Friday, September 4, 2015
Author: 

New Orleans, LA“How to speak truth to power and speak in love; how to speak truth in ways that unite us”: this is the challenge facing New Orleans, said Mayor Mitch Landrieu as the city marked the 10th anniversary of Hurricane Katrina. He was speaking to 200 community leaders convened by the W.K. Kellogg Foundation as part of its America Healing priority.  Described as a Day of Community Engagement for New Orleans, it featured six-hour “healing sessions” with small groups led by a team of 24 practitioners drawn from 15 states; Tee Turner and I from Hope in the Cities were part of that team.

Landrieu highlighted the significant reconstruction after the devastating storm as well as the work still to be done, but also he noted that resilience is not just about buildings. “Everything we do should foster diversity, inclusion and growth.”

“We have to change. Katrina did not cause all of our problems…The inequities were generational in the making and will not change overnight,” said the mayor. New Orleans symbolizes the challenges facing America’s cities. “What makes us different is that we are facing them directly.” He praised the work of the William Winter Institute in Mississippi which is leading Welcome Table dialogues in New Orleans. He referenced his apology as mayor for New Orleans’ prominent role in the slave trade. And he indicated the need to move Confederate monuments to a more appropriate place. “We have to do it because those monuments are not really about the people sitting on them.” Of the work of healing he said, “It’s not complicated. It’s just hard.  We want constructive engagement, and we must do this in love.”

The mission of the Kellogg Foundation is to support families and communities in creating conditions in which all children can thrive. Its president and CEO, La June Montgomery Tabron, said “America Healing is much more than an initiative….We learned that if we did not deal with issues of trauma and healing nothing else mattered….Not only children but all of us need to be healed….It will not always be comfortable, but you will find, as I did, that it will be transformational.”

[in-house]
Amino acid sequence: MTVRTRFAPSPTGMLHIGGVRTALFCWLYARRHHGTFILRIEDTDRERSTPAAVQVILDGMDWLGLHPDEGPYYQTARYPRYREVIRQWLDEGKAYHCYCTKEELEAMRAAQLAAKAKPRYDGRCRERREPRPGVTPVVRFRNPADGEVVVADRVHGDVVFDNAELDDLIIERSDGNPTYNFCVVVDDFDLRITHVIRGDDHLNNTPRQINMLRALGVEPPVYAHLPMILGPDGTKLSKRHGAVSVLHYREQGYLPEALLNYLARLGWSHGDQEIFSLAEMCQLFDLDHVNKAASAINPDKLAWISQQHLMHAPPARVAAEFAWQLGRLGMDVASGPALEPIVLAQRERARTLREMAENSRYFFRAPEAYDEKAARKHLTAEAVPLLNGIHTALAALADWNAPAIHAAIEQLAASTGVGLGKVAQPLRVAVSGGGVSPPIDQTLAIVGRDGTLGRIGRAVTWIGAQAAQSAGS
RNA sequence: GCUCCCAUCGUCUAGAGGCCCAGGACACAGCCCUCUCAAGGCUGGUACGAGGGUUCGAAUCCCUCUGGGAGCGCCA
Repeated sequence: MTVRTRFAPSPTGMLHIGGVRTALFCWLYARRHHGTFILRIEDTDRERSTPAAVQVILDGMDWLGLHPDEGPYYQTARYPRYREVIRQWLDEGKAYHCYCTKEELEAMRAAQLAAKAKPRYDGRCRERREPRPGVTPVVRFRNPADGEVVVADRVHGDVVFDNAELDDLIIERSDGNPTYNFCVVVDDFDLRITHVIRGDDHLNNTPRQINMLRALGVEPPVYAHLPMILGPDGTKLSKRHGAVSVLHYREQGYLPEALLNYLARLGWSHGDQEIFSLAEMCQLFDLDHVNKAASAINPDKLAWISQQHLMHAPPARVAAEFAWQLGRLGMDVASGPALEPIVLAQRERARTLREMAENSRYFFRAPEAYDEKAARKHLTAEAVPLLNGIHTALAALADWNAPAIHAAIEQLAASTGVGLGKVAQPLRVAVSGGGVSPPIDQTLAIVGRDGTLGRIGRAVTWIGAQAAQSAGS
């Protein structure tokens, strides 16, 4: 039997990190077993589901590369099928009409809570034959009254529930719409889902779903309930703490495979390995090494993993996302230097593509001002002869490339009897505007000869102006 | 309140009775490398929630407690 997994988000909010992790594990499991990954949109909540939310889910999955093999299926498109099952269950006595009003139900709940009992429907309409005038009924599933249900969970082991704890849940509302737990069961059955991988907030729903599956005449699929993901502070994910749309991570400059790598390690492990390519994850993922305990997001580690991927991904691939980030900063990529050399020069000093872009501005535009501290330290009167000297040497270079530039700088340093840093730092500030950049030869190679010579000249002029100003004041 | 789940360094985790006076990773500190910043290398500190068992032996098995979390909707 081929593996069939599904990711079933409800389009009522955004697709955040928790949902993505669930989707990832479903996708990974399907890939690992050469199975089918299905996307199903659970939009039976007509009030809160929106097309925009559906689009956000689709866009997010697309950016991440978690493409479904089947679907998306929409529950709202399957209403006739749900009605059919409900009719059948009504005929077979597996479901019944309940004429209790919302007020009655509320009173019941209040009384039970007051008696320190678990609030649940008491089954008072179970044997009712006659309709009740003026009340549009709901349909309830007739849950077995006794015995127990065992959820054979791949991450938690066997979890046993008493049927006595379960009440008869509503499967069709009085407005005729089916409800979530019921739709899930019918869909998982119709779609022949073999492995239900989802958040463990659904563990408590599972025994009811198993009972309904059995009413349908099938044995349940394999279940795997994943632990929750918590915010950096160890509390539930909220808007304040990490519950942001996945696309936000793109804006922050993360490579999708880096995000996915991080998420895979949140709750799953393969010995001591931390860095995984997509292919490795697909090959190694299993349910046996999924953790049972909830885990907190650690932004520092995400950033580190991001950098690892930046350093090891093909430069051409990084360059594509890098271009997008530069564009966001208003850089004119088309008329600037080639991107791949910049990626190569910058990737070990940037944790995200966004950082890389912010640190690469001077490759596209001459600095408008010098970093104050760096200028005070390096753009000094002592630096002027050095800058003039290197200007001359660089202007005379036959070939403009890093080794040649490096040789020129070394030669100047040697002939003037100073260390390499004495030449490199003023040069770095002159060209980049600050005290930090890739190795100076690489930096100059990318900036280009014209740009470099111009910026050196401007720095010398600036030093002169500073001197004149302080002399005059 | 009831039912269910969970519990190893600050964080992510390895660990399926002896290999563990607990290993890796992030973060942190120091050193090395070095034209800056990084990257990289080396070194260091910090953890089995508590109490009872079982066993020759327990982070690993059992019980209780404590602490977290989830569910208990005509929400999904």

Isabel Wilkerson, author of the Pulitzer Prize winning book, The Warmth of Other Suns: The Epic Story of America’s Great Migration, keynoted the day. “Some people look at the book as history,” she said, “until they turn on the TV. We have been shaken to our core as to what we are as a country. We are truly at a point of reckoning.” She said “We need to tell the story of our common experience that binds us all….You can change the laws but unless you reach the hearts of the people for whom the laws are written you really don’t have strong laws.” She spoke of the “unspeakable loss” to America of the talent of generations of people who were not able to choose what to do with their lives, but also the loss to the ‘beneficiaries.’ “They suffered a spiritual loss far greater than what can be done to the body. Think of all the wondrous things that have not been done because we are all down in the ditch….We have never tried as a country to come together as human beings to share our common narrative. The last frontier is the human heart.”                                                                  

Healing Group 8 - New OrleansIn each healing session participants shared personal experiences which had caused them to feel or know that they had the power and capacity to thrive, rebound or succeed. I had the privilege of co-facilitating one group with Benny J. Shendo, Jr., a leader of the Pueblo people and a member of the New Mexico state senate. He recently started a community development project in his home pueblo, building houses in the traditional adobe style using local materials. Our group heard powerful stories of family and community: stories of courage, of sacrifice, of faith, of persistence and of innovation. We also considered what it would take to make New Orleans a place where all people are valued equally.  

Ambassador James Joseph, who served in President Carter’s administration and who was US ambassador to South Africa during the Clinton administration, closed the day by addressing the centrality of community in the public narrative, the importance of symbols, forgiveness as a way of empowering the victims of violence, and the many dimension of reconciliation. He pointed to the “fractured sense of US community” and the need to “bring into balance the rugged romance of individualism with the caring, supportive common good.” Quoting Howard Thurman, he said, “I want to be me without making it difficult for you to be you.” He also warned that reconciliation without justice would not be sustainable. There was much focus, he said, on people of color forgiving, but very little on the need for economic reconciliation.

Dr. Gail Christopher, the visionary behind America Healing, invited the attendees to imagine what America would look like if we were to end the "absurd hierarchy of human value…We think it is very fitting that America begins to heal in this great city.”